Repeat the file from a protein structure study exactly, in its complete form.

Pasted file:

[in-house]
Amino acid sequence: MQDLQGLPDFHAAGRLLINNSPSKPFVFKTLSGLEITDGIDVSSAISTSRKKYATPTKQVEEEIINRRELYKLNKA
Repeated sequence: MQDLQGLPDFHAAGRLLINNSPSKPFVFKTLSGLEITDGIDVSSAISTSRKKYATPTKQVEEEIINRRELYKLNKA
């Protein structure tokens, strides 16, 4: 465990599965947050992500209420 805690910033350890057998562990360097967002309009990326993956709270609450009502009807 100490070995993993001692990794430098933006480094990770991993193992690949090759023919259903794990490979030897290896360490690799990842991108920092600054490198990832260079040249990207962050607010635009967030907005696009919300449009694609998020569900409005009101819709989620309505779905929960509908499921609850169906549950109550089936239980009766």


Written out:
[in-house]
Amino acid sequence: MQDLQGLPDFHAAGRLLINNSPSKPFVFKTLSGLEITDGIDVSSAISTSRKKYATPTKQVEEEIINRRELYKLNKA
Repeated sequence: MQDLQGLPDFHAAGRLLINNSPSKPFVFKTLSGLEITDGIDVSSAISTSRKKYATPTKQVEEEIINRRELYKLNKA
């Protein structure tokens, strides 16, 4: 465990599965947050992500209420 805690910033350890057998562990360097967002309009990326993956709270609450009502009807 100490070995993993001692990794430098933006480094990770991993193992690949090759023919259903794990490979030897290896360490690799990842991108920092600054490198990832260079040249990207962050607010635009967030907005696009919300449009694609998020569900409005009101819709989620309505779905929960509908499921609850169906549950109550089936239980009766």